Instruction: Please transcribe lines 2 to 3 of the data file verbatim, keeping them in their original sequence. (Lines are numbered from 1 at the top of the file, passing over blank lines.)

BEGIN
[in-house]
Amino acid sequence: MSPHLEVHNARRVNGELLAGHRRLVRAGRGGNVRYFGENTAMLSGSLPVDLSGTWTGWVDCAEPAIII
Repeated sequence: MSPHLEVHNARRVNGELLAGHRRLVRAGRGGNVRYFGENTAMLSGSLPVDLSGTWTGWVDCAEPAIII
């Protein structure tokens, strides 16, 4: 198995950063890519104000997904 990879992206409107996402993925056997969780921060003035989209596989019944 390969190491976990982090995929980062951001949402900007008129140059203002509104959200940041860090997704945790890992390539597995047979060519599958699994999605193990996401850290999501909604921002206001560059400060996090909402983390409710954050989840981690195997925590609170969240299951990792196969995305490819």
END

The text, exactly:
Amino acid sequence: MSPHLEVHNARRVNGELLAGHRRLVRAGRGGNVRYFGENTAMLSGSLPVDLSGTWTGWVDCAEPAIII
Repeated sequence: MSPHLEVHNARRVNGELLAGHRRLVRAGRGGNVRYFGENTAMLSGSLPVDLSGTWTGWVDCAEPAIII